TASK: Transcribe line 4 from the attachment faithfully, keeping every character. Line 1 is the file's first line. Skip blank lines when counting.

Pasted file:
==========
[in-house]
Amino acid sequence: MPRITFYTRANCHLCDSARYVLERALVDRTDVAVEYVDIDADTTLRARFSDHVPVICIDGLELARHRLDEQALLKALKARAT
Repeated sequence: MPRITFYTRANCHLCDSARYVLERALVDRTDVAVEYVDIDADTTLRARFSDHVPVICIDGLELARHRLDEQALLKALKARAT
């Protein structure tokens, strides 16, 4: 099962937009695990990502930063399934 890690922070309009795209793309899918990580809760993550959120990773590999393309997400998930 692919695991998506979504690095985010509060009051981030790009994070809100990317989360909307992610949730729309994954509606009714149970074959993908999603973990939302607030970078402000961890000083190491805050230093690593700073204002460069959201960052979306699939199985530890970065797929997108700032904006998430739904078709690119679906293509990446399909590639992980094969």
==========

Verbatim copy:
């Protein structure tokens, strides 16, 4: 099962937009695990990502930063399934 890690922070309009795209793309899918990580809760993550959120990773590999393309997400998930 692919695991998506979504690095985010509060009051981030790009994070809100990317989360909307992610949730729309994954509606009714149970074959993908999603973990939302607030970078402000961890000083190491805050230093690593700073204002460069959201960052979306699939199985530890970065797929997108700032904006998430739904078709690119679906293509990446399909590639992980094969």